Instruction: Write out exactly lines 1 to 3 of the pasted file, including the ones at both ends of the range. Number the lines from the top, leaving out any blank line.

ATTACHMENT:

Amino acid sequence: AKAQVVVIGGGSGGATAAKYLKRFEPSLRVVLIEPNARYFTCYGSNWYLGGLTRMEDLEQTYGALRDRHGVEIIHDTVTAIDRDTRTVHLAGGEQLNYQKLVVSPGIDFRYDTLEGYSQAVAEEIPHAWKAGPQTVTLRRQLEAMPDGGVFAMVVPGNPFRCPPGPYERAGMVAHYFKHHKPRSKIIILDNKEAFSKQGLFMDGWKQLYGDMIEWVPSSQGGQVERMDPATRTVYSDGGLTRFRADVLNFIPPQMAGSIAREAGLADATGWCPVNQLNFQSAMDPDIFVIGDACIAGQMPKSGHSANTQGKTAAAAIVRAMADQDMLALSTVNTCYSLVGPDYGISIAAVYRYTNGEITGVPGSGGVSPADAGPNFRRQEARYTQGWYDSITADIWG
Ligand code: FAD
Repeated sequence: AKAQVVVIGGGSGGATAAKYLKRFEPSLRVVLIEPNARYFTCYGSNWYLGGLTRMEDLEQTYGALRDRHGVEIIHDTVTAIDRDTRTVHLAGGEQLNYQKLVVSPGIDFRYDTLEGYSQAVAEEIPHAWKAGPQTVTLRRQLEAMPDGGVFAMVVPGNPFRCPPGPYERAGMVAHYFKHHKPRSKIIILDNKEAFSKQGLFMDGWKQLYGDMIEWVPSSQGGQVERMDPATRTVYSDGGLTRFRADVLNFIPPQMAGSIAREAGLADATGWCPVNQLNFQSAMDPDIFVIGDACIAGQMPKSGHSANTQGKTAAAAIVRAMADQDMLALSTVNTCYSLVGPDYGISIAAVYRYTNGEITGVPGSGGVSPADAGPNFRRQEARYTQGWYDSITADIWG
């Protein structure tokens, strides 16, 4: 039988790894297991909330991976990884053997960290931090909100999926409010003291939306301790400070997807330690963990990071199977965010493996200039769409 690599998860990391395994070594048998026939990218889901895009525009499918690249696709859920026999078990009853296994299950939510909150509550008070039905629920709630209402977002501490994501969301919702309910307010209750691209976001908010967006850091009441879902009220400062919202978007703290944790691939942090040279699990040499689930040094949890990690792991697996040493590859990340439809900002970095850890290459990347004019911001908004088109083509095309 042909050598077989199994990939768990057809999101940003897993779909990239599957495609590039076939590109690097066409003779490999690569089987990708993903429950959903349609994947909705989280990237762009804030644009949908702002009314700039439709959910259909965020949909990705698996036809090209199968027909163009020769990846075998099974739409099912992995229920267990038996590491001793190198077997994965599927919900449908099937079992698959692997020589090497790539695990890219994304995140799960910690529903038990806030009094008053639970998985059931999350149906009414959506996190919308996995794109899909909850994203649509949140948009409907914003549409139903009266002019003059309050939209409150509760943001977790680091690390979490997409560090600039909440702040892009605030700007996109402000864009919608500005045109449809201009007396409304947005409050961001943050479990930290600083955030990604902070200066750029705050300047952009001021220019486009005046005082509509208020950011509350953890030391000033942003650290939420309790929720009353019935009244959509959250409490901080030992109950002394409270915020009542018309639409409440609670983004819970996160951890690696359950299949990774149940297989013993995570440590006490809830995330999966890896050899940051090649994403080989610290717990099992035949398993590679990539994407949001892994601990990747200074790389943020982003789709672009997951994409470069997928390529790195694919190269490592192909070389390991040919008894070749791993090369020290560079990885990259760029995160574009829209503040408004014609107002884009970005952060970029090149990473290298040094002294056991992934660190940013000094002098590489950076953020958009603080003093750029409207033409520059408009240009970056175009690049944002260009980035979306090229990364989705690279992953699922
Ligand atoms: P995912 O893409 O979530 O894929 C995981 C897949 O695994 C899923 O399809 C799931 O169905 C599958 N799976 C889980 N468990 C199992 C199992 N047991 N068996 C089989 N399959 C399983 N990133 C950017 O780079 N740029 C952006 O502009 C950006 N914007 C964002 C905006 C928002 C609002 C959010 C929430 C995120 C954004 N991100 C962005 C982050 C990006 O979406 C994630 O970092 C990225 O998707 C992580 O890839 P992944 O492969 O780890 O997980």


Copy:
Amino acid sequence: AKAQVVVIGGGSGGATAAKYLKRFEPSLRVVLIEPNARYFTCYGSNWYLGGLTRMEDLEQTYGALRDRHGVEIIHDTVTAIDRDTRTVHLAGGEQLNYQKLVVSPGIDFRYDTLEGYSQAVAEEIPHAWKAGPQTVTLRRQLEAMPDGGVFAMVVPGNPFRCPPGPYERAGMVAHYFKHHKPRSKIIILDNKEAFSKQGLFMDGWKQLYGDMIEWVPSSQGGQVERMDPATRTVYSDGGLTRFRADVLNFIPPQMAGSIAREAGLADATGWCPVNQLNFQSAMDPDIFVIGDACIAGQMPKSGHSANTQGKTAAAAIVRAMADQDMLALSTVNTCYSLVGPDYGISIAAVYRYTNGEITGVPGSGGVSPADAGPNFRRQEARYTQGWYDSITADIWG
Ligand code: FAD
Repeated sequence: AKAQVVVIGGGSGGATAAKYLKRFEPSLRVVLIEPNARYFTCYGSNWYLGGLTRMEDLEQTYGALRDRHGVEIIHDTVTAIDRDTRTVHLAGGEQLNYQKLVVSPGIDFRYDTLEGYSQAVAEEIPHAWKAGPQTVTLRRQLEAMPDGGVFAMVVPGNPFRCPPGPYERAGMVAHYFKHHKPRSKIIILDNKEAFSKQGLFMDGWKQLYGDMIEWVPSSQGGQVERMDPATRTVYSDGGLTRFRADVLNFIPPQMAGSIAREAGLADATGWCPVNQLNFQSAMDPDIFVIGDACIAGQMPKSGHSANTQGKTAAAAIVRAMADQDMLALSTVNTCYSLVGPDYGISIAAVYRYTNGEITGVPGSGGVSPADAGPNFRRQEARYTQGWYDSITADIWG